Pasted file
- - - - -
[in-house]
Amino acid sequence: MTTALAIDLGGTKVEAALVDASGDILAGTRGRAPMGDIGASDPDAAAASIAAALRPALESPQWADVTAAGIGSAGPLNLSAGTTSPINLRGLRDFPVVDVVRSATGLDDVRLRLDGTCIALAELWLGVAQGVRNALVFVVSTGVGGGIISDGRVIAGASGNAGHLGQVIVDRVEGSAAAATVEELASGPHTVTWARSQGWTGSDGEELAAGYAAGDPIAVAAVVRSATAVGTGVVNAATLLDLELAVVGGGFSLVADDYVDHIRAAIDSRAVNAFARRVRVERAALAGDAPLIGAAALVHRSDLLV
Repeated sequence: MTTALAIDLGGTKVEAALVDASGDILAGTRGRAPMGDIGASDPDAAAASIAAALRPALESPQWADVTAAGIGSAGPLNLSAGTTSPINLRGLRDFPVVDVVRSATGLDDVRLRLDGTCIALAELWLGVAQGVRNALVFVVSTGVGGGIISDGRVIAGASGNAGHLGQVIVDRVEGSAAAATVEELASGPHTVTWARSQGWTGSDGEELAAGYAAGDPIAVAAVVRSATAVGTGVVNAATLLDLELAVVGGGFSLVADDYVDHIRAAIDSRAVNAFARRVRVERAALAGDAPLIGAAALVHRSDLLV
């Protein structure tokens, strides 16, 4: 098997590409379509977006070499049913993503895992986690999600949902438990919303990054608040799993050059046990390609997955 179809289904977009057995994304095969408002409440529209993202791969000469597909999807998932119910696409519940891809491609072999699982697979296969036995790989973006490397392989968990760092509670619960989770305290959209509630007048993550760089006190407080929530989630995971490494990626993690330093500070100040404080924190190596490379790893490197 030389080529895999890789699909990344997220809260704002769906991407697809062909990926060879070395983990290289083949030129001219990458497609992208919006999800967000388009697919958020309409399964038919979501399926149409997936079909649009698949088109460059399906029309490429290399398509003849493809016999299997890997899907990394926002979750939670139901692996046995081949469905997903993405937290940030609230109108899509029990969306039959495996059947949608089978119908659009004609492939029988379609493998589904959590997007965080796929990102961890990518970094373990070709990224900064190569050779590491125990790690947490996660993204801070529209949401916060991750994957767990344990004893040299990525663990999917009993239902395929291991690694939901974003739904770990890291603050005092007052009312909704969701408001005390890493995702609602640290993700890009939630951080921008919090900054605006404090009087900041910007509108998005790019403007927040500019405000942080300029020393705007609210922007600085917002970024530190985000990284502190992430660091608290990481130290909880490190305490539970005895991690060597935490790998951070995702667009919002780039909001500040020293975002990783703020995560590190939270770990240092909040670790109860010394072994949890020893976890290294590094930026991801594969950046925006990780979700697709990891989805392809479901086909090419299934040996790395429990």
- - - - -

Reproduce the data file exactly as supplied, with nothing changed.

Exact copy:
[in-house]
Amino acid sequence: MTTALAIDLGGTKVEAALVDASGDILAGTRGRAPMGDIGASDPDAAAASIAAALRPALESPQWADVTAAGIGSAGPLNLSAGTTSPINLRGLRDFPVVDVVRSATGLDDVRLRLDGTCIALAELWLGVAQGVRNALVFVVSTGVGGGIISDGRVIAGASGNAGHLGQVIVDRVEGSAAAATVEELASGPHTVTWARSQGWTGSDGEELAAGYAAGDPIAVAAVVRSATAVGTGVVNAATLLDLELAVVGGGFSLVADDYVDHIRAAIDSRAVNAFARRVRVERAALAGDAPLIGAAALVHRSDLLV
Repeated sequence: MTTALAIDLGGTKVEAALVDASGDILAGTRGRAPMGDIGASDPDAAAASIAAALRPALESPQWADVTAAGIGSAGPLNLSAGTTSPINLRGLRDFPVVDVVRSATGLDDVRLRLDGTCIALAELWLGVAQGVRNALVFVVSTGVGGGIISDGRVIAGASGNAGHLGQVIVDRVEGSAAAATVEELASGPHTVTWARSQGWTGSDGEELAAGYAAGDPIAVAAVVRSATAVGTGVVNAATLLDLELAVVGGGFSLVADDYVDHIRAAIDSRAVNAFARRVRVERAALAGDAPLIGAAALVHRSDLLV
């Protein structure tokens, strides 16, 4: 098997590409379509977006070499049913993503895992986690999600949902438990919303990054608040799993050059046990390609997955 179809289904977009057995994304095969408002409440529209993202791969000469597909999807998932119910696409519940891809491609072999699982697979296969036995790989973006490397392989968990760092509670619960989770305290959209509630007048993550760089006190407080929530989630995971490494990626993690330093500070100040404080924190190596490379790893490197 030389080529895999890789699909990344997220809260704002769906991407697809062909990926060879070395983990290289083949030129001219990458497609992208919006999800967000388009697919958020309409399964038919979501399926149409997936079909649009698949088109460059399906029309490429290399398509003849493809016999299997890997899907990394926002979750939670139901692996046995081949469905997903993405937290940030609230109108899509029990969306039959495996059947949608089978119908659009004609492939029988379609493998589904959590997007965080796929990102961890990518970094373990070709990224900064190569050779590491125990790690947490996660993204801070529209949401916060991750994957767990344990004893040299990525663990999917009993239902395929291991690694939901974003739904770990890291603050005092007052009312909704969701408001005390890493995702609602640290993700890009939630951080921008919090900054605006404090009087900041910007509108998005790019403007927040500019405000942080300029020393705007609210922007600085917002970024530190985000990284502190992430660091608290990481130290909880490190305490539970005895991690060597935490790998951070995702667009919002780039909001500040020293975002990783703020995560590190939270770990240092909040670790109860010394072994949890020893976890290294590094930026991801594969950046925006990780979700697709990891989805392809479901086909090419299934040996790395429990």